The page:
@papayalily I would like to revise my first couple of posts in light of some research.
Rather than actually re-writing them, I’ll just post what I found.

The belief is derived rather immediately from Scripture, from passages like Psalm 19:1–2: “The heavens declare the glory of God, and the sky above proclaims His handiwork. Day to day pours out speech, and night to night reveals knowledge.” Evidence, even proof, of God’s existence abounds in His creation, and so the atheist, in order to remain an atheist, must be deluding himself to some degree, perhaps consciously, perhaps not.
Source

CyanoticWasp's avatar

I don’t really understand why my last response here was modded as “off topic”; I thought it was a fairly insightful response, and totally on-topic. To wit:

I think the reason why various theists (Christians and other theistic religions alike) believe that atheists are either ‘pretending there is no god’ or ‘being antagonistic to god’ (while tacitly acknowledging its existence) is because of a kind of mental conceit. The analogy I make is to heterosexual people who believe that homosexuality is a ‘choice’, and think “I could never make that disgusting choice. Why do they do that?” In other words, some theists think that atheism is a kind of pose or debating point, rather than a solid belief, or even a lack of interest in whether or not gods exist.

iamthemob's avatar

@CyanoticWasp

I think that the problem with your argument is that it actually reveals the logic of a Christian argument that atheists really do (or at least might) believe in God.

The difference in the sexuality analogy is that it’s not a belief so much as a drive. If there were evidence available that proved that God could exist, then most atheists would likely admit the possibility as reasonable, or believe fully in existence as a more likely option. However, no one can convince another that they like something they don’t – it’s utterly subjective.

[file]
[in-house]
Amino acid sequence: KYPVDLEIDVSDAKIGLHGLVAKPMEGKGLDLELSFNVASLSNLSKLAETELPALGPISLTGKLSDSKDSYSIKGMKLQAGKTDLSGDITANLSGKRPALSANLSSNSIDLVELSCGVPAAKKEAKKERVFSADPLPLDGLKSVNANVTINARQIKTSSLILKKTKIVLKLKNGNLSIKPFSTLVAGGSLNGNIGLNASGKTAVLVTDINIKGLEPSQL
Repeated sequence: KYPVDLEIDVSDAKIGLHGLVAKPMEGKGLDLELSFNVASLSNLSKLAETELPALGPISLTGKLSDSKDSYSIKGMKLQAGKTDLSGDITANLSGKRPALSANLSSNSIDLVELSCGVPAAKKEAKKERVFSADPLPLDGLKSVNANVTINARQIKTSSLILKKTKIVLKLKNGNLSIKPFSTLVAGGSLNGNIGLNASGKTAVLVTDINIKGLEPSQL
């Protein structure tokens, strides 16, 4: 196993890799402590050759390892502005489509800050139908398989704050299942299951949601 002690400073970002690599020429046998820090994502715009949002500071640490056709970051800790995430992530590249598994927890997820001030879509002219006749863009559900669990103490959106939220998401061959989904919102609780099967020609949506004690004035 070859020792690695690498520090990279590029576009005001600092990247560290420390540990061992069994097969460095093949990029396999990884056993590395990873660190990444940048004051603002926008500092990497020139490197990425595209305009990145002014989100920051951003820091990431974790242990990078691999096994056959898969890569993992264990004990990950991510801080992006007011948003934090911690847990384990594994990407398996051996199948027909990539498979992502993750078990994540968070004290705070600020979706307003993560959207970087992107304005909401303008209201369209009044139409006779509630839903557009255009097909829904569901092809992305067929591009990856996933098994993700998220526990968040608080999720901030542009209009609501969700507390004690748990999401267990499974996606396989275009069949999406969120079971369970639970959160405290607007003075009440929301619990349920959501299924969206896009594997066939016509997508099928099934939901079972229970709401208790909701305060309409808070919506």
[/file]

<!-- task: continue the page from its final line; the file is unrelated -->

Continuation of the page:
Now, if we separated the atheists into general groups of those who actually have a belief that no god exists, which is a very particular view, then there is no logic to the Christian argument. However, if it is a lack of belief, or a lack of interest, then it’s logical if the argument is rather about faith than belief – and many times these are collapsed.

CyanoticWasp's avatar

@iamthemob

Well, of course I ‘might’ believe in gods. Just the same as I might believe in anything else that can’t be disproven from existence, including invisible pink unicorns, ESP, the Flying Spaghetti Monster, two-headed snake gods, and liberty and justice for all. The evidence that god could exist is all around us: Where did all the ‘stuff’ come from, ultimately? A ‘hard atheism’ that denies the existence of god is as much faith-based as a positive belief in god, since the non-existence can’t be proven.

What I meant with my analogy is the self-centeredness that people get wrapped up in, thinking that ‘my’ belief is the right one because I’m ‘normal’, and therefore ‘right’, and opposing beliefs and the others holding them are ‘wrong’, for some odd reason that maybe I can ‘cure’. And of course those people try to convince ‘others’ that they should stop ‘pretending to like’ what they obviously shouldn’t… because they’re wrong. That applies to atheism, homosexuality, politics… you name it.

iamthemob's avatar

@CyanoticWasp – the egotism of an unproven moral certitude, based solely on the fact that most people around you think like you do, is an aspect of your argument that I can’t disagree with, and in fact whole-heartedly support.

Dutchess_III's avatar

People are people. That’s just one of the things some people do. Some people won’t stop preaching about God and how you’re going to burn in hell if you don’t accept Jesus. If that same person were on the other side of the fence and was an atheist, they’d be telling Christians that they’re delusional, superstitious and stupid.
If a Christian can’t “believe” that an atheist really believes there is no God, if they were on the other side of the fence, they wouldn’t “believe” that a theist actually believes there IS a God.
People are people and some people are like that. I’m a Christian and I don’t have a hard at all time “believing” that there are those who really, truly don’t believe in God!

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abaraxadac's avatar